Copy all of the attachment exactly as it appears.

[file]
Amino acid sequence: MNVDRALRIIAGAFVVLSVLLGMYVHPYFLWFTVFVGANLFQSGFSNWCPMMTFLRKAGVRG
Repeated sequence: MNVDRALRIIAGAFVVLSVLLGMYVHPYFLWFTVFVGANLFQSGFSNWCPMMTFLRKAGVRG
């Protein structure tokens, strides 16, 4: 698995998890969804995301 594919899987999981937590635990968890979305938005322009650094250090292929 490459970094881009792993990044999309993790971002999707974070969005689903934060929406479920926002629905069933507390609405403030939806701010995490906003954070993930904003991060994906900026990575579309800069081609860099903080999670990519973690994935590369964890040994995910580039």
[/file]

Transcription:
Amino acid sequence: MNVDRALRIIAGAFVVLSVLLGMYVHPYFLWFTVFVGANLFQSGFSNWCPMMTFLRKAGVRG
Repeated sequence: MNVDRALRIIAGAFVVLSVLLGMYVHPYFLWFTVFVGANLFQSGFSNWCPMMTFLRKAGVRG
């Protein structure tokens, strides 16, 4: 698995998890969804995301 594919899987999981937590635990968890979305938005322009650094250090292929 490459970094881009792993990044999309993790971002999707974070969005689903934060929406479920926002629905069933507390609405403030939806701010995490906003954070993930904003991060994906900026990575579309800069081609860099903080999670990519973690994935590369964890040994995910580039």